Grammatical relations, reflexives and pseudo-raising in Japanese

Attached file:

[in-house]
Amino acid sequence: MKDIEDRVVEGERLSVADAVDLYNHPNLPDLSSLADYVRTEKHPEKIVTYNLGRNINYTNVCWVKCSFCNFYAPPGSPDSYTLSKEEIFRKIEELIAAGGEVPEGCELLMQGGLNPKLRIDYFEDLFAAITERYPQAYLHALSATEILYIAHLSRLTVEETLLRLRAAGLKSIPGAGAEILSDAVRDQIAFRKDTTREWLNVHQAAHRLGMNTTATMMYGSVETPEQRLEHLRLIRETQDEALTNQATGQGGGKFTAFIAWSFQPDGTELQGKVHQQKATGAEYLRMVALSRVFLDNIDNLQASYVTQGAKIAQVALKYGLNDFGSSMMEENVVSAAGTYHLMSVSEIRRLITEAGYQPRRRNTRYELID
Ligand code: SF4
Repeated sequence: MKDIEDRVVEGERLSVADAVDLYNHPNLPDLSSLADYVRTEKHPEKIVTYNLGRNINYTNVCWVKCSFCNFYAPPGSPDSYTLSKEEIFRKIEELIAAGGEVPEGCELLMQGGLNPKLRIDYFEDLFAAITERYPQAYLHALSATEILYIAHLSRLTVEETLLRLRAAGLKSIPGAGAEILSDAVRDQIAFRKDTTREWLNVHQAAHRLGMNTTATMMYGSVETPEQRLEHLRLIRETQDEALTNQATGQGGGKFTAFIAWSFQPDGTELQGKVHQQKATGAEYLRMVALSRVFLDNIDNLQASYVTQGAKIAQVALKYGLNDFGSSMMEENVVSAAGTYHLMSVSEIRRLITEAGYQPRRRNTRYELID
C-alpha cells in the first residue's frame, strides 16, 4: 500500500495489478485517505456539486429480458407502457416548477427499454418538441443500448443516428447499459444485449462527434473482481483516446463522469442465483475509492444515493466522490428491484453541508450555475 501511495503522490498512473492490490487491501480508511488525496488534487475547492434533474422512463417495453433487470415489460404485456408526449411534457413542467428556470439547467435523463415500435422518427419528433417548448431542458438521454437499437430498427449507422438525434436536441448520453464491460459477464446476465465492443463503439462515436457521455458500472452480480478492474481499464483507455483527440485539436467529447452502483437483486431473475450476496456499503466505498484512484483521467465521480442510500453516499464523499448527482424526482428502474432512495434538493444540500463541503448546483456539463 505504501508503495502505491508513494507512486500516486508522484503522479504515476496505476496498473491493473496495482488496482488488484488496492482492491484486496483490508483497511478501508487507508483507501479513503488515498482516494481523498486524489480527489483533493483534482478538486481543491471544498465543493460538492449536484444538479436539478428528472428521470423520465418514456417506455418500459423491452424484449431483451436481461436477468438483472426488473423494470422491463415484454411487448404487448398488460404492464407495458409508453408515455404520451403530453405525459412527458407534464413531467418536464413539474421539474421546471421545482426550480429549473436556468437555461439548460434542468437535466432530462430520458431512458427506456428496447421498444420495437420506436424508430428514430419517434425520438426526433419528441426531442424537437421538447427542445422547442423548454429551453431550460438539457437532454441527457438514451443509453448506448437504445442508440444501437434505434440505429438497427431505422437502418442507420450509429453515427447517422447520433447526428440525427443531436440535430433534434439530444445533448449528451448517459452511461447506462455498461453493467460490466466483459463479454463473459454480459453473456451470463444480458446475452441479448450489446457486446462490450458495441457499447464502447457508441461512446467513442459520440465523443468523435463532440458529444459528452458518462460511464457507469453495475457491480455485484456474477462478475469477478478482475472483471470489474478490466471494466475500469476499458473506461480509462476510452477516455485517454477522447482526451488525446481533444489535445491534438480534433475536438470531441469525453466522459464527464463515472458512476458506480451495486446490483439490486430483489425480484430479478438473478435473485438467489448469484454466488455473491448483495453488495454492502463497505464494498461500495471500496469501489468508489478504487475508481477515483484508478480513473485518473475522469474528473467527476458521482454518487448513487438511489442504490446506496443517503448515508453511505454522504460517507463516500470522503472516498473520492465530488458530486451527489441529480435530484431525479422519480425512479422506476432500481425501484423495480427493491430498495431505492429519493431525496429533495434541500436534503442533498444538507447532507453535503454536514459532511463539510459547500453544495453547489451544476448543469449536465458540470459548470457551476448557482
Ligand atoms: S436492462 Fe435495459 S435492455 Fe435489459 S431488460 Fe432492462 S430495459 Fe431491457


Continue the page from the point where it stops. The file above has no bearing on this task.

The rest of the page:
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This thesis consists of two parts. The first part is a theoretical description of grammatical relations in Japanese (Chapter 3). The second part addresses three theoretical issues of two constructions discussed in the first part of the thesis, a reflexive construction (Chapter 4 and Chapter 5) and a pseudo-raising construction (Chapter 6). In Chapter 3, grammatical relations of the Japanese language will be detailed. Though there are several studies which examined grammatical relations in Japanese in the past, all of them are neither comprehensive nor conclusive. This thesis attempts to give a more comprehensive and fresh look at the grammatical relations of Japanese. More than twenty constructions, including less discussed oblique 'subject' constructions, are examined in terms of Role and Reference Grammar (RRG) which has developed a fine-grained system to analyze grammatical relations. In Chapter 4, a long-standing issue of the antilocality effect seen in the Japanese reflexive constructions is addressed. It is first shown that the antilocality effect of the Japanese reflexives has nothing to do with the notion of lexical reflexivity advocated in the literature. It is demonstrated that the antilocality of the Japanese reflexive is due to a peculiar subcategorization nature of the 'antilocal verbs'. That is, what we call 'antilocal verbs' do not allow metonymy and require NPs of certain meaning (quale). It is concluded that the antilocality effect is not specific to reflexive constructions and, accordingly, there is no need to posit a constraint on the behavior of the reflexive itself. For a formal treatment, RRG representation and qualia structure are employed. In Chapter 5, an interpretive issue of the reflexive construction which has not been discussed before in the literature will be addressed. Two things will be demonstrated. First, the Japanese lexical reflexives (i.e. morphologically reflexive-marked) behave exactly as expected from the universal principle of Condition R (Lidz 2000, 2001). Second, more importantly, it will be pointed out that the Japanese syntactic reflexives (i.e. unmarked verb + reflexive) do not show the behaviors expected from Condition R. It will be argued that the unexpected behavior of the Japanese reflexive is due to the interaction of two types of focus structure: focus by intensifier and focus by construction. In Chapter 6, a construction hitherto classified as 'raising' will be examined. It will be claimed that the alleged 'raising' construction should be analyzed as a control construction. It is shown that the data given for a 'raising' analysis do not constitute evidence exclusively for a 'raising' analysis and there are many more pieces of evidence against a 'raising' analysis than reported before. Furthermore, the data which were presented against a control analysis turn out not to pose a genuine problem. The chapter will be concluded proposing a possible logical structure representation that subsumes the peculiarities of the construction as control.